Sometimes governments do the right thing . . .

If a government is capable of doing one or two right things, it is capable of doing others

by Fabian Ubiquitus

We can be so preoccupied by what is WRONG with our government, we can lose sight of the fact that it is capable of RIGHTNESSES also and it is only upon rightnesses that anything worthwhile can be built.

“Oh no,” someone might say, “a decent world is made by eliminating extant wrongnesses – such as the abolition of slavery”.

True, but there had to be a rightnesses there in the first place in order for the abolishing to be conceived and gotten done. Those rightnesses are the courage and decencies of individual human beings and the willingness of decent human beings to take on, share and expand a new idea and put it into action.

These rightnesses must also exist within government itself for anything worthwhile to have gotten done. The abolition of slavery  is, again, a good example: government had enough people in it willing to heed and act upon the the various persuasions out forward by reformers and radicals at home and abroad.

What this boils down to is that government had proven capable at times of responding to the ideas and persuasions of progressive individuals, especially where those progressive individuals unite and co-act with others of similar mind to form powerful social movements,  and when it does our civilisation is moved up to a new higher level.

So the message is a simple one: we should take heart from the fact that governments are capable of doing the right thing and of listening to the voice of progress and reason if said voice is loud, coherent and persistent enough to make itself heard above the clamouring voices of extant vested interests, the present-day equivalant of the slave owners.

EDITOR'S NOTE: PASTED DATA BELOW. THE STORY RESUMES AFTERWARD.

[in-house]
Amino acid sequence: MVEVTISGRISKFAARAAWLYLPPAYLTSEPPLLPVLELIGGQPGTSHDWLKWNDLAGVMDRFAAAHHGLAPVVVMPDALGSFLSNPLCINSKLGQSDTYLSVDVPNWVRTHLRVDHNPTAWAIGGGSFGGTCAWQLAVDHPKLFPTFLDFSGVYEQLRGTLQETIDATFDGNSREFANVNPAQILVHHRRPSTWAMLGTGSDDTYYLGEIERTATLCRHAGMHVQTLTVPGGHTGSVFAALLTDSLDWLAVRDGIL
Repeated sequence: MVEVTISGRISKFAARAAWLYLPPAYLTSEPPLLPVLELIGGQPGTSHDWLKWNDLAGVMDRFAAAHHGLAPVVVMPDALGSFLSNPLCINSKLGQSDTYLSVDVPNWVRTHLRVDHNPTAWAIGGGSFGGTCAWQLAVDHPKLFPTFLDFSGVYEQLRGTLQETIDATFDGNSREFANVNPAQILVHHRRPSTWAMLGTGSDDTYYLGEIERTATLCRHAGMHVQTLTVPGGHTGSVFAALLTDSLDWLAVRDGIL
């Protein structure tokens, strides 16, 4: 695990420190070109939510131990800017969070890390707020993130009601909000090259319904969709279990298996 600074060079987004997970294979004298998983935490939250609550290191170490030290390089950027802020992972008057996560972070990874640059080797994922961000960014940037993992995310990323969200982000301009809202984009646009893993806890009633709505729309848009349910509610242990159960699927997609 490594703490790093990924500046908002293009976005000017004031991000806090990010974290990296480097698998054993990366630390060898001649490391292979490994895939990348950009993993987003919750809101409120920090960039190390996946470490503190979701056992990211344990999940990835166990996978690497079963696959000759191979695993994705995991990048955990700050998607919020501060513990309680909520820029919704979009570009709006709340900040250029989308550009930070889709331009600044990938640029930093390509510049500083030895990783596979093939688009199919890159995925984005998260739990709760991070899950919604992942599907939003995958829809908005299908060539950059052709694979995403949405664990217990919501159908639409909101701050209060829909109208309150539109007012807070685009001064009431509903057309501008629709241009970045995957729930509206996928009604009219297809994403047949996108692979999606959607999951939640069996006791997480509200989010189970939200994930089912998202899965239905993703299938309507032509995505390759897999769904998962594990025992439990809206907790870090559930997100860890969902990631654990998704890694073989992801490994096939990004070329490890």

If a government is capable of doing one or two right things, it is capable of doing others

So here are two examples of enlightened governance.

First: The Abolition of Slavery

The Slavery Abolition Act 1833 (3 & 4 Will. IV c. 73) abolished slavery in parts of the British Empire. This Act of the Parliament of the United Kingdom expanded the jurisdiction of the Slave Trade Act 1807 and made the purchase or ownership of slaves illegal within the British Empire . . . read more

Second: the Concept of Policing by Consent

Here’s a remarkably enlightened concept of policing from the UK government’s own website.

When saying ‘policing by consent’, the Home Secretary was referring to a long standing philosophy of British policing, known as the Robert Peel’s 9 Principles of Policing. However, there is no evidence of any link to Robert Peel and it was likely devised by the first Commissioners of Police of the Metropolis (Charles Rowan and Richard Mayne). The principles which were set out in the ‘General Instructions’ that were issued to every new police officer from 1829 were:

  1. To prevent crime and disorder, as an alternative to their repression by military force and severity of legal punishment.